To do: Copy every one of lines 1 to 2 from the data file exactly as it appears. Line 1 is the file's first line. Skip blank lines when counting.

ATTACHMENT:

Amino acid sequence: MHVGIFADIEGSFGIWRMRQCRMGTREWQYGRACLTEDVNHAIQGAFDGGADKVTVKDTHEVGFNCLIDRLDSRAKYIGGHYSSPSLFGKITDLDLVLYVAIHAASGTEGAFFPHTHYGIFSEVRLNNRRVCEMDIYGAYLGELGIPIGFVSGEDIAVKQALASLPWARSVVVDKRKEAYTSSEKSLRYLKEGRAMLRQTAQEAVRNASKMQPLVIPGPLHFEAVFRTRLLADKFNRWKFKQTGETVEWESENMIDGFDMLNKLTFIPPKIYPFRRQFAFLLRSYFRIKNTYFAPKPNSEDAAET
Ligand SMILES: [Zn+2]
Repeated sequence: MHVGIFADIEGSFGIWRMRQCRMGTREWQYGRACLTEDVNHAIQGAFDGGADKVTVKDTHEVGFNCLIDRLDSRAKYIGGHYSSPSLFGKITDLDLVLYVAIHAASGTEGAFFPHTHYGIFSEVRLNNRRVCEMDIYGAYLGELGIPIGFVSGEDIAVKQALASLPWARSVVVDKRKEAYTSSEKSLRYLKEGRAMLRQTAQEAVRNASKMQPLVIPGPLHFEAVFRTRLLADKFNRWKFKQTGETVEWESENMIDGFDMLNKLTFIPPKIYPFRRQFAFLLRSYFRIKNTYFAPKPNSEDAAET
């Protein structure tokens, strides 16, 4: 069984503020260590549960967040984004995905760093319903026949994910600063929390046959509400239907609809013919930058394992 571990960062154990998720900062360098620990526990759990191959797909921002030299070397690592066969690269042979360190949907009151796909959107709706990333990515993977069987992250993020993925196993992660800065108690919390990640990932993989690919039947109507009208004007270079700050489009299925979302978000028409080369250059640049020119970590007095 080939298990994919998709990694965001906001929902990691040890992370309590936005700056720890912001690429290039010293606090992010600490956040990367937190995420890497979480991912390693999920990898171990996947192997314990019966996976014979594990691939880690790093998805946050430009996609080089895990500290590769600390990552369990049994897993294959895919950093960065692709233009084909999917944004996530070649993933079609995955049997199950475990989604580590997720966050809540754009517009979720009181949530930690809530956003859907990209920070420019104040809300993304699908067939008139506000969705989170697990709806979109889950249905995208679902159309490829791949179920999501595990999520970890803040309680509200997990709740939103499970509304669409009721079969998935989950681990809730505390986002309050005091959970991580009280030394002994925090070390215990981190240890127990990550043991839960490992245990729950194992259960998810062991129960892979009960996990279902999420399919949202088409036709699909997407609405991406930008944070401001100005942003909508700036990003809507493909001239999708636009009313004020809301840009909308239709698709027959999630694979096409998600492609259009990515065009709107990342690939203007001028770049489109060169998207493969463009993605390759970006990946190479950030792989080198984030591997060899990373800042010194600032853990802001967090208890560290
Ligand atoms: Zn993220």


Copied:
Amino acid sequence: MHVGIFADIEGSFGIWRMRQCRMGTREWQYGRACLTEDVNHAIQGAFDGGADKVTVKDTHEVGFNCLIDRLDSRAKYIGGHYSSPSLFGKITDLDLVLYVAIHAASGTEGAFFPHTHYGIFSEVRLNNRRVCEMDIYGAYLGELGIPIGFVSGEDIAVKQALASLPWARSVVVDKRKEAYTSSEKSLRYLKEGRAMLRQTAQEAVRNASKMQPLVIPGPLHFEAVFRTRLLADKFNRWKFKQTGETVEWESENMIDGFDMLNKLTFIPPKIYPFRRQFAFLLRSYFRIKNTYFAPKPNSEDAAET
Ligand SMILES: [Zn+2]